Software really is a beautiful thing.
We often take the magical applications we use every single day for granted. Chances are that if you are reading this, you are curious on how to make your own, but you find the dozens of languages and frameworks intimidating. I hope to guide you through the SE world through this blog post, and clear up the misconceptions one may have.
I for one, have struggled to know what kind of developer I wanted to be when I first got exposed to the idea of writing code as a hobby. There are so many avenues and specializations one can take. I always pictured a branched tree or void-black tunnels.
One can delve into the colorful branches of web/app developments, where you work with languages focused on delivering a good user experience.
Or the nitty-gritty leaves of Hardware API and OS development, where you would be expected to write code that will be deeply integrated with the idea of how the machine itself works.
Or just general scripting, where you could exert maximum control and efficiency over computers.
There are 4 types of people i meet, who express interest in learning how to code.
“I just want to learn to code, as something I can just put my time in bruv”
you have come to the right place! There are plenty of good programming languages that you can learn that will look good on a resume, and not too difficult at the same time.
The general advice would be to learn the python language. It is super easy (I am not exaggerating, it is almost like plain English!). It has an amazing community with super friendly and active devs, very versatile, and you can use it to do 90% of tasks on a computer.
Action tasks: - [ ] do your own research about the python language - [ ] watch some YouTube courses on it (any will do, most are excellent!) - [ ] code a small project (a simple calculator is a great first task)
“I love video games, how do I make my own?”
Gaming is a lovely bridge way to learning how to code, and it is actually one of the more fun parts of the ecosystem! Making a video game is a childhood dream of many, yet to be accomplished.
The best place would start would be in a game engine like Unity, Unreal Engine, Godot or Snowdrop. The tools don’t matter as much in this domain, rather your skills and how you think of objects in space ✨
It would be nice to know a bit of physics or math (don’t let that throw you off! It’s pretty basic), along with learning the language of your engine (I found the more important ones to be C#, C++ and Lua)
All you have to do is a lot, and I mean a lot of tinkering. Everything is a lot more visual, so chances are, if you are a beginner you would enjoy it much more.
action tasks: - [ ] download some game engine Software - [ ] learn to write basic code in your Language - [ ] make a simple block game where you get more points the higher you jump - make a simple 2d platformer game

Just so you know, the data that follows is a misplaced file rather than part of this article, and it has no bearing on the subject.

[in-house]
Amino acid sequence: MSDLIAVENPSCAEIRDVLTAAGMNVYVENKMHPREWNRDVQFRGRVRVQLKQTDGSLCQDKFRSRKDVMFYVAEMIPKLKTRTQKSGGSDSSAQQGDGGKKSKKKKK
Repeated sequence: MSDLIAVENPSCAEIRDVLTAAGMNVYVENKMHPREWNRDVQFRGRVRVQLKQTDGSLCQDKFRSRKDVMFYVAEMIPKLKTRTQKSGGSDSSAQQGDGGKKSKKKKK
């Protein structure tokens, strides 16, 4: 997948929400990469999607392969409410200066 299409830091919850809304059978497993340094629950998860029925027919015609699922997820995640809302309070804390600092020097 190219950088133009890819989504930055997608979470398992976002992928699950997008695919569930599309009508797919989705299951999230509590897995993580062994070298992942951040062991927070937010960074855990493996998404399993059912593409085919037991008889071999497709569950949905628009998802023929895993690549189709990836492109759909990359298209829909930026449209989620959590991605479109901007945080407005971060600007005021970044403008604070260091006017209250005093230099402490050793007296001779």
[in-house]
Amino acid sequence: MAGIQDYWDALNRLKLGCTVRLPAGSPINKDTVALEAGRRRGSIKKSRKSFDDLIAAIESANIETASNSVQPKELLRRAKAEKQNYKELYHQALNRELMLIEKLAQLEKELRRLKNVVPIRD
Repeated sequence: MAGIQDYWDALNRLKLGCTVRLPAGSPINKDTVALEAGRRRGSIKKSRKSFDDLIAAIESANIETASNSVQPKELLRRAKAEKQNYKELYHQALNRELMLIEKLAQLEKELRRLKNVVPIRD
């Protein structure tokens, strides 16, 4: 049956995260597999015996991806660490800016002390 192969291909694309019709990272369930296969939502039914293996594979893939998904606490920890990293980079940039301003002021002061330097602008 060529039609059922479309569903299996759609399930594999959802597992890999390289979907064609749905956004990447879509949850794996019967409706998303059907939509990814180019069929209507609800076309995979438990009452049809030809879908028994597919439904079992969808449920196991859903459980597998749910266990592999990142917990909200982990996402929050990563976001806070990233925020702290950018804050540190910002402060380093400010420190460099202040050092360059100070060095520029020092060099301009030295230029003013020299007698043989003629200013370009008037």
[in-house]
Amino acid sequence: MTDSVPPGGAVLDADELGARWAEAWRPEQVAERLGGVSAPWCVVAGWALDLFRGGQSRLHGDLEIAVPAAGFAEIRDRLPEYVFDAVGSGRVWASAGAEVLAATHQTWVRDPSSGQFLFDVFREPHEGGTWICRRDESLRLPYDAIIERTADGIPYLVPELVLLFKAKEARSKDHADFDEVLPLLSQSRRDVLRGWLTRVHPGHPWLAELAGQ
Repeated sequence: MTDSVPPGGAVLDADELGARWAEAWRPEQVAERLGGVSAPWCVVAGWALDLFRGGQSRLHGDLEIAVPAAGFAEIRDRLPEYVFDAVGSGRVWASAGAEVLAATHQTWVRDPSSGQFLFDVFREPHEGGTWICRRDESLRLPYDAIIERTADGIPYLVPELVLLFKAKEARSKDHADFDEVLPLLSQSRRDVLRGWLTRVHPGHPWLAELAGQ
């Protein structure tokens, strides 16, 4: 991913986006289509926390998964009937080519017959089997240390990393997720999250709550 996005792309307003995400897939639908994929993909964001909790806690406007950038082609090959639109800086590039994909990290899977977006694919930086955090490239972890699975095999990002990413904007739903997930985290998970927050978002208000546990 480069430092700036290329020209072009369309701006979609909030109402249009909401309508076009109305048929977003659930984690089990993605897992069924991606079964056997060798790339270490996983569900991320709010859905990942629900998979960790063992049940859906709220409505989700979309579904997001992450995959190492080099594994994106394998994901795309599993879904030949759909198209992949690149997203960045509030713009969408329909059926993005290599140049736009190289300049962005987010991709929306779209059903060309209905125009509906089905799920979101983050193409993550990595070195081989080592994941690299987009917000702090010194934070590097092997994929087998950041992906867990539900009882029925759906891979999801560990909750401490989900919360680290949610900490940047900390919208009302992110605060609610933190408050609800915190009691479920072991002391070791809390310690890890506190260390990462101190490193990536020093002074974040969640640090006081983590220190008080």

“Websites are cool… But googling ‘web development languages’ makes me want to pull my eyes out”
Here is the simplest advice I could possibly offer. Know the basics, and know them well. It would be much more fruitful to know how to interact with webpages/apps very well, rather than knowing 30 different frameworks at a surface level.
If you are just starting out, it would be a good idea to acquaint yourself with the holy trinity of web dev, which are HTML, CSS and JS
HTML — The markdown, skeletonof the webpage.I It isn’t really code,, butmore of how the webpage interprets how it should look like CSS — mainly design oriented instructions that will be applied on to the webpage JS — the language that gives the webpage life, very versatile and is often called the “brains” of a website.
action tasks: - [ ] learn the basics of web development - [ ] create a small portfolio website, put whatever you want in it (you can send me screenshots over on my discord 🙂 )
“I want to learn to use my computer to its maximum potential, with a broad perspective of most languages”
I absolutely love to hear this, literal music to my ears! Congrats, you have the mindset to become a software enthusiast! Welcome to the club. This path will be more chaotic than the others that I have just mentioned, with a lot of twists and turns… But do not dismay. You will learn quite a broad scope and have a lot of fun epiphanies along the way!
The best thing to start of with is a fairly simple language, that gives you a solid foundation on how computers really work. Great picks are C++, Java and C to some extent. If you get really solid in one of the above-mentioned languages, you will find yourself having a broad foundation on integral concepts and paradigms in the software community Namely, OOP and the objects plays a huge role in our modern ecosystem.
Once you have got some kind of grip, create a lot of projects and expand to multiple languages and concepts! I consider myself language fluid, and strive to be able to write decent code in any high functioning language. You could set a similar goal and consume a tonne of information that gives you a wider and more practical knowledge.
Action tasks: - [ ] Learn the basics of a Language - [ ] Write some code and show it to a community/individual (my discord DMs is perpetually open) - [ ] Learn to automate a task on your computer that you find annoying - [ ] Learn more about how a computers memory works